The Wowtac A7 does not charge like some other devices. With many electronics, you simply plug the device in and it begins charging. With the Wowtac A7, you have to click the tailswitch so that the flashlight is in the constant on position. Only then do you plug it in to charge the battery.
When the flashlight is charging, a dim red light will glow around the head switch. When it is fully charged, the light turns blue. If, however, there is a problem with the charging the color will turn purple.
As a test, I tried charging the light without first turning on the flashlight. Sure enough, the light glowed purple and it did not charge the battery at all.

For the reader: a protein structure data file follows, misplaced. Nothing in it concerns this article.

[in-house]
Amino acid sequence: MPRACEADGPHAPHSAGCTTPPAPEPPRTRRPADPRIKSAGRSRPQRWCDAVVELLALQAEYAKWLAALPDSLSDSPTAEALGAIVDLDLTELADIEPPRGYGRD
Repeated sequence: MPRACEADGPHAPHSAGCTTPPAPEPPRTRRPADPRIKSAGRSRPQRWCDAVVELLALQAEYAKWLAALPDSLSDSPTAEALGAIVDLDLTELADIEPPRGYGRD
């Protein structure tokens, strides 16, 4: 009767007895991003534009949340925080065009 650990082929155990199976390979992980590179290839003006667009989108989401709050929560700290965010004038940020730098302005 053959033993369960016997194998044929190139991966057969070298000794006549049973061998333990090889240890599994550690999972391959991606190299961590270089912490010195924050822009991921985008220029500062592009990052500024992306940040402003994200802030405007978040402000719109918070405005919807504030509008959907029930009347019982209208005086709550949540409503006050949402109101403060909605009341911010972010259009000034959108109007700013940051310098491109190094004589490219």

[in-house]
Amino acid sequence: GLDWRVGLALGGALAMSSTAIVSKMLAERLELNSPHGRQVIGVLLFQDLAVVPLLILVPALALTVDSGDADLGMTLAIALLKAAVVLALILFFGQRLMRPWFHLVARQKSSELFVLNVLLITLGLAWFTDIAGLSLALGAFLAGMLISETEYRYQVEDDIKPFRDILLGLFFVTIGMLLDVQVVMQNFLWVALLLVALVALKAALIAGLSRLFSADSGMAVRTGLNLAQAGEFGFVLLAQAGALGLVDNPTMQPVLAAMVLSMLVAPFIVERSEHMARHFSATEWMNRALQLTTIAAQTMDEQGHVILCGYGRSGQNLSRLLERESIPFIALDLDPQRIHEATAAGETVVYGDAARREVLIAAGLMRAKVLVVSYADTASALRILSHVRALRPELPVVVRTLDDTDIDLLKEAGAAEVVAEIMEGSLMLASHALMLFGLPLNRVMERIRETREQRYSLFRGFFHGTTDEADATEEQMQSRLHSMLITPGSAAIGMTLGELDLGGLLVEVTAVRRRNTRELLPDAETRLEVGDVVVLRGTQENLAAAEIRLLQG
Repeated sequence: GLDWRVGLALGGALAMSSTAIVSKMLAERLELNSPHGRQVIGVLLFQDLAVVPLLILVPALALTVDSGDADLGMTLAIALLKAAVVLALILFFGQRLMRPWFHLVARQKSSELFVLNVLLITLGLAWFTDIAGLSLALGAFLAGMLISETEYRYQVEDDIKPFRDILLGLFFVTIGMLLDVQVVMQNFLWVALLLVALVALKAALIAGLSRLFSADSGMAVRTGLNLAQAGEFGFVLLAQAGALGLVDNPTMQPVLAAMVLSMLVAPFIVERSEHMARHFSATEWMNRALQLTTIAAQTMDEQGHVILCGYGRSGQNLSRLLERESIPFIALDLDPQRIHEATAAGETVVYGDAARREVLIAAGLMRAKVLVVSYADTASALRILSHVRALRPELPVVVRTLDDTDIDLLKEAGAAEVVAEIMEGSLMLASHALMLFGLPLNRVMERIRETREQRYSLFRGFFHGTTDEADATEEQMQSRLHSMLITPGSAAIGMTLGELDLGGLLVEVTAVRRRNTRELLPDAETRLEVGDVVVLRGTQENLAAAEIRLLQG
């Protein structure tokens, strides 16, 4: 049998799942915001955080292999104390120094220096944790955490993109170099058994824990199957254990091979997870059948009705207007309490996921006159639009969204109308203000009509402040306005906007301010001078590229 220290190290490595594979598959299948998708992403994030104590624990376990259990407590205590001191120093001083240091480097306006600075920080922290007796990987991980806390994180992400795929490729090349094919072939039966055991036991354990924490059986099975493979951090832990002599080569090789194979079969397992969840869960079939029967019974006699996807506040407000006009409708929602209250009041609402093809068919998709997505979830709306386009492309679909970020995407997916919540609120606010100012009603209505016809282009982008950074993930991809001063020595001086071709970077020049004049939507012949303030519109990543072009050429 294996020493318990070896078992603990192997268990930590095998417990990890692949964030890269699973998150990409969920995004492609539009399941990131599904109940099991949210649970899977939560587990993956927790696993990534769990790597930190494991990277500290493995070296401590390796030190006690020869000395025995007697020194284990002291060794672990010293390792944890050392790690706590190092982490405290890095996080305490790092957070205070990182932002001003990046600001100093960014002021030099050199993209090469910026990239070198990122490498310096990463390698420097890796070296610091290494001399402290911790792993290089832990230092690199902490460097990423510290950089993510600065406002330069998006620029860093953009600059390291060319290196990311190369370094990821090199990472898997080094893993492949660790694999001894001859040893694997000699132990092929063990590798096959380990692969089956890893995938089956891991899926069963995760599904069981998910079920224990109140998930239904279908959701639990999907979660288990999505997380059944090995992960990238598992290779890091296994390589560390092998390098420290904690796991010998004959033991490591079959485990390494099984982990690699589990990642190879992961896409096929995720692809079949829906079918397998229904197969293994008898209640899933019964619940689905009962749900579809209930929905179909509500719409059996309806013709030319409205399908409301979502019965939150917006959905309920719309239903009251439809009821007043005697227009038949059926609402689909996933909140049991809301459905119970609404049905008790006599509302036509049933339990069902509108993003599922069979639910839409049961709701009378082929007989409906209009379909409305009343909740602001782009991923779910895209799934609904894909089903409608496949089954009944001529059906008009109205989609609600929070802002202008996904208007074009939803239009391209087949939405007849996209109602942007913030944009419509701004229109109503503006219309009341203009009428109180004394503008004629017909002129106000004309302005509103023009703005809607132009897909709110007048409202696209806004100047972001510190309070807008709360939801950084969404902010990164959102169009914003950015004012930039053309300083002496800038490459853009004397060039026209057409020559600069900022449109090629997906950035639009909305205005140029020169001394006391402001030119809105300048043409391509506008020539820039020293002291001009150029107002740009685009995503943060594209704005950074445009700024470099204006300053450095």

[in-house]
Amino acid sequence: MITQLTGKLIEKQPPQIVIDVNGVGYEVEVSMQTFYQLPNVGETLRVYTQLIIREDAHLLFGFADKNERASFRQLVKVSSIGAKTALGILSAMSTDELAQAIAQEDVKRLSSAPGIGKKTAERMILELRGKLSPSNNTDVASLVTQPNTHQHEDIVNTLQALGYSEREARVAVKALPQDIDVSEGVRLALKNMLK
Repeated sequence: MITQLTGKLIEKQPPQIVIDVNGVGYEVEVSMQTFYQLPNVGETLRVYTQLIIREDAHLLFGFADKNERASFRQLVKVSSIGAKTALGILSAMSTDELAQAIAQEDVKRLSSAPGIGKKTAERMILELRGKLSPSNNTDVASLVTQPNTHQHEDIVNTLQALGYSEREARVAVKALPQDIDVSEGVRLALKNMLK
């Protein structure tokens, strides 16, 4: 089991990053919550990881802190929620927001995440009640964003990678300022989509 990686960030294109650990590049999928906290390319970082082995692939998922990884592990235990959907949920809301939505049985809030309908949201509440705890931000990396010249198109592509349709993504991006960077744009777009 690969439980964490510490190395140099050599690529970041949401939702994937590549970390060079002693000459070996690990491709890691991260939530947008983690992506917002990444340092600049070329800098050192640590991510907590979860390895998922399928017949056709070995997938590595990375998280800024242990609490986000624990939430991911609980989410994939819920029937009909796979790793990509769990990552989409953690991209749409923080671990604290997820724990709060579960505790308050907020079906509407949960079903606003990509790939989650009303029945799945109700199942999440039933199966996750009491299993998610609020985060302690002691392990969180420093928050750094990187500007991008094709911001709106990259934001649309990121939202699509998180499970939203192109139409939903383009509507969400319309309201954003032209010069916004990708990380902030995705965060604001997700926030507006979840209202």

I found that charging the batteries in a third party caddy charger also works fine. However, for all runtime and output testing, I only used the included USB cable to ensure it was charged exactly as Wowtac intended.
To access the charging port, there is a thin rubber-like flap that has to be moved out of the way. The flap feels flimsy and appears that it would be easy to damage. I’ve experienced durability problems with similar flaps on other flashlights like the Fenix LD15R. Fortunately, Wowtac includes a spare in case the original goes wrong.
Here are the specifications as indicated by Wowtac. However, I have doubts about the accuracy of the information they report. (See also the table in the Light Output Modes above.) More on that in just a minute.
|weight (as stated by manufacturer)||105 g (3.7 oz)|
|length||117 mm (4.6")|
|impact resistance||1.5 meters *|
|water resistance||IPX8 (2 meters for 4 hours)|
* Per ANSI/NEMA FL1 (2009) standards, all impact resistance heights are to be rounded down to the nearest whole number.
One of the problems in the flashlight industry is the testing standards, and I feel the Wowtac specifications highlight this problem.